Novel ALD Chemistry Enabled Low-Temperature Synthesis of Lithium Fluoride Coatings for Durable Lithium Anodes
journal contributionposted on 09.07.2018, 00:00 by Lin Chen, Kan-Sheng Chen, Xinjie Chen, Giovanni Ramirez, Zhennan Huang, Natalie R. Geise, Hans-Georg Steinrück, Brandon L. Fisher, Reza Shahbazian-Yassar, Michael F. Toney, Mark C. Hersam, Jeffrey W. Elam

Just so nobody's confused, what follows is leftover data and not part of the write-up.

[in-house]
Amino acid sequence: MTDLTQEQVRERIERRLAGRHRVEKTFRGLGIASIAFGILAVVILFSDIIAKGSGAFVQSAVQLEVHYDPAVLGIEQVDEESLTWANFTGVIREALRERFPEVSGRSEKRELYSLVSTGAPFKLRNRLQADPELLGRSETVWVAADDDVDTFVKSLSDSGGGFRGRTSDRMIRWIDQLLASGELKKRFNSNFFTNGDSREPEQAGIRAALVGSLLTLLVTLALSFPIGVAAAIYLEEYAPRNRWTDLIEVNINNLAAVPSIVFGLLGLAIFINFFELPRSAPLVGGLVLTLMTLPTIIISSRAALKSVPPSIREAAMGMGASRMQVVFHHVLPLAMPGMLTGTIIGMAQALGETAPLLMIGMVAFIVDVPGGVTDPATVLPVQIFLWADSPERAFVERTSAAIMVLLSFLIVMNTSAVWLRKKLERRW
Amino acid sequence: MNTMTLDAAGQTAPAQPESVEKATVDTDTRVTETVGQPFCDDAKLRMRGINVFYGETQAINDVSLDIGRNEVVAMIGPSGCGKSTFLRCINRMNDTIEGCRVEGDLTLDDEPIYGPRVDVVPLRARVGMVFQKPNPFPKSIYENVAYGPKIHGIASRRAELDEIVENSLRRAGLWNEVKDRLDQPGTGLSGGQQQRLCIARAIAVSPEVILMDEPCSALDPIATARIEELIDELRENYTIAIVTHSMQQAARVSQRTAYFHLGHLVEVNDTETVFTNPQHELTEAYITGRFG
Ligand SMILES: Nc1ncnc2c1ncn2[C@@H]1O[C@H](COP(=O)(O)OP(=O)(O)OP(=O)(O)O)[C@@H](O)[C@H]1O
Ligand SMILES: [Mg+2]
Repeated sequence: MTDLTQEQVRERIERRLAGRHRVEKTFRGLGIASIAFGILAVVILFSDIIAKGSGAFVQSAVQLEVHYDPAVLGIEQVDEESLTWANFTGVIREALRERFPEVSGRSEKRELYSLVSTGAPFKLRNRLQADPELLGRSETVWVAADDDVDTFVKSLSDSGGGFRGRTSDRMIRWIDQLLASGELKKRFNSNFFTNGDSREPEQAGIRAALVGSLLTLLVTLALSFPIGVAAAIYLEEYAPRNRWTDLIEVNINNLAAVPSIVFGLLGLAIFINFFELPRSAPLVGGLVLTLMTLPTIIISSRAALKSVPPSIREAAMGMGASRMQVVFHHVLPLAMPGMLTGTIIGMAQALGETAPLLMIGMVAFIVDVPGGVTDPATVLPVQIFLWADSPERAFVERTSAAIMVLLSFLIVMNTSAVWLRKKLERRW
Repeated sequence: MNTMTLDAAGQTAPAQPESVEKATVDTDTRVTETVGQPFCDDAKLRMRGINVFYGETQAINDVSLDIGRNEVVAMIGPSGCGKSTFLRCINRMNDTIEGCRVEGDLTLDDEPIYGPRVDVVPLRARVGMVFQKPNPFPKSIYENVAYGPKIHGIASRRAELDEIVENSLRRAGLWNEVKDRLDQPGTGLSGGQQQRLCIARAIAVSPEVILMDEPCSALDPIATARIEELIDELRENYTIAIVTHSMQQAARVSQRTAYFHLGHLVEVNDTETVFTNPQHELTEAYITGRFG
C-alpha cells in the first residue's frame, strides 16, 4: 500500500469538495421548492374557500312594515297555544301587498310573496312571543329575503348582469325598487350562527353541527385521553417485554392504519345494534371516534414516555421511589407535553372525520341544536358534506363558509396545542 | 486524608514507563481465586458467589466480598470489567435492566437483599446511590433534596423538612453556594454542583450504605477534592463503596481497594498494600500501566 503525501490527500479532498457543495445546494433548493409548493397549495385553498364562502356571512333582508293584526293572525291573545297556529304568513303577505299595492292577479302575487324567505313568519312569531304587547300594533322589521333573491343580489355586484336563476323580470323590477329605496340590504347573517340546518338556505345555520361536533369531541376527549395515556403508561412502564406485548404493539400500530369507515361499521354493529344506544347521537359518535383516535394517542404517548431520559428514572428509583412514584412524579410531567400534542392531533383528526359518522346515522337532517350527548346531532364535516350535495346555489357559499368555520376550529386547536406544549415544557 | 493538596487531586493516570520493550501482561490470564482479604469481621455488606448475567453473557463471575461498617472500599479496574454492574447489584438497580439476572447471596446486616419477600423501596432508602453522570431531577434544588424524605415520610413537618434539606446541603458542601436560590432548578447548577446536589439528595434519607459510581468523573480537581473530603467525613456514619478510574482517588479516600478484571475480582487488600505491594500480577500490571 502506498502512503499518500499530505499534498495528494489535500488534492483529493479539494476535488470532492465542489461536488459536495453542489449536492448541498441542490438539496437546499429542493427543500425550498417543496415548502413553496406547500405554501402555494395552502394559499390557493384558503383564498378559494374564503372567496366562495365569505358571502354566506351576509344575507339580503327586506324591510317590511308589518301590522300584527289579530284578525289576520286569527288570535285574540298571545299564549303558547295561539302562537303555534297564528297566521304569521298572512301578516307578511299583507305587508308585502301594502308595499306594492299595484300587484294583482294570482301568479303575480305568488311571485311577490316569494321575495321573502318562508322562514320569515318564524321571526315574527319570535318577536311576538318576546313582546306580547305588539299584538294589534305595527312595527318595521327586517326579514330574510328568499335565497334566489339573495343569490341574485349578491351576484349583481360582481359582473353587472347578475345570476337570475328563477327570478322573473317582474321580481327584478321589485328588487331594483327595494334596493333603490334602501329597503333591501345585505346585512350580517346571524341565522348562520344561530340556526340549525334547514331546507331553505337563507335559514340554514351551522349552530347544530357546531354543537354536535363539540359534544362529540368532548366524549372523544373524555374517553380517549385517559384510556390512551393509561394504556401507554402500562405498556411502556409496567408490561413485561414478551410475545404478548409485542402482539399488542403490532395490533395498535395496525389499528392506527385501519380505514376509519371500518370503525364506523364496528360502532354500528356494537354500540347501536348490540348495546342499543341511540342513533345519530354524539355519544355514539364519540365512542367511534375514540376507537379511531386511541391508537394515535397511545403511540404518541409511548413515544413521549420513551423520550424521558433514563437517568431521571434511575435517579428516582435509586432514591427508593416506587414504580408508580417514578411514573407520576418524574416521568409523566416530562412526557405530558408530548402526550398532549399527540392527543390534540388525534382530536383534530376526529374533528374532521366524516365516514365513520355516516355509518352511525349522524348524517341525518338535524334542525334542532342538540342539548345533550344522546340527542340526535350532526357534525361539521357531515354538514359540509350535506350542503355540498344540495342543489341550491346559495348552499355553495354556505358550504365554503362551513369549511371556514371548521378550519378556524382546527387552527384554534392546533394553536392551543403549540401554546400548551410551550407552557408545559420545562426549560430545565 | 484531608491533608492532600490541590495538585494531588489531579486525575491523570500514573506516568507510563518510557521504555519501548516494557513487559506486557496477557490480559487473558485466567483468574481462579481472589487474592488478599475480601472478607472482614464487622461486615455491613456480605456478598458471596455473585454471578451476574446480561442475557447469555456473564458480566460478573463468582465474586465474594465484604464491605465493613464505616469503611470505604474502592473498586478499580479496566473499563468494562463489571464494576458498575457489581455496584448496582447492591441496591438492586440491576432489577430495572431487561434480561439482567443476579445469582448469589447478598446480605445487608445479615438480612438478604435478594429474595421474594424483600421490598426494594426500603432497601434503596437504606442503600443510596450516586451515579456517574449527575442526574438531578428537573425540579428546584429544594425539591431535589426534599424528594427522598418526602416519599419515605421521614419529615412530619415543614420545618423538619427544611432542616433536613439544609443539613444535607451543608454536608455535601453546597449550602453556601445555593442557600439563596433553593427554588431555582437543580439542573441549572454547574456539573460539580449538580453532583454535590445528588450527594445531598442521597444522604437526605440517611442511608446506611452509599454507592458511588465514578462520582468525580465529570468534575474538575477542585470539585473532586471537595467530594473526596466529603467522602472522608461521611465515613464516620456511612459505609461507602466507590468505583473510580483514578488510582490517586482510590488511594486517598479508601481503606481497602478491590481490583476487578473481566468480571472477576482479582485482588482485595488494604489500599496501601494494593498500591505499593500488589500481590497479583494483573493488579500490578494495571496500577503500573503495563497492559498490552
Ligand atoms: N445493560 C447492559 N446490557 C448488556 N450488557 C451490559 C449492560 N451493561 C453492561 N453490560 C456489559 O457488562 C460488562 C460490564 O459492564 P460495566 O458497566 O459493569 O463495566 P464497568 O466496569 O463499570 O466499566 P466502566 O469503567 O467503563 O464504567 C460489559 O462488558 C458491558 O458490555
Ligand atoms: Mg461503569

Lithium metal anodes can largely enhance the energy density of rechargeable batteries because of the high theoretical capacity and the high negative potential. However, the problem of lithium dendrite formation and low Coulombic efficiency (CE) during electrochemical cycling must be solved before lithium anodes can be widely deployed. Herein, a new atomic layer deposition (ALD) chemistry to realize the low-temperature synthesis of homogeneous and stoichiometric lithium fluoride (LiF) is reported, which then for the first time, as far as we know, is deposited directly onto lithium metal. The LiF preparation is performed at 150 °C yielding 0.8 Å/cycle. The LiF films are found to be crystalline, highly conformal, and stoichiometric with purity levels >99%. Nanoindentation measurements demonstrate the LiF achieving a shear modulus of 58 GPa, 7 times higher than the sufficient value to resist lithium dendrites. When used as the protective coating on lithium, it enables a stable Coulombic efficiency as high as 99.5% for over 170 cycles, about 4 times longer than that of bare lithium anodes. The remarkable battery performance is attributed to the nanosized LiF that serves two critical functions simultaneously: (1) the high dielectric value creates a uniform current distribution for excellent lithium stripping/plating and ultrahigh mechanical strength to suppress lithium dendrites; (2) the great stability and electrolyte isolation by the pure LiF on lithium prevents parasitic reactions for a much improved CE. This new ALD chemistry for conformal LiF not only offers a promising avenue to implement lithium metal anodes for high-capacity batteries but also paves the way for future studies to investigate failure and evolution mechanisms of solid electrolyte interphase (SEI) using our LiF on anodes such as graphite, silicon, and lithium.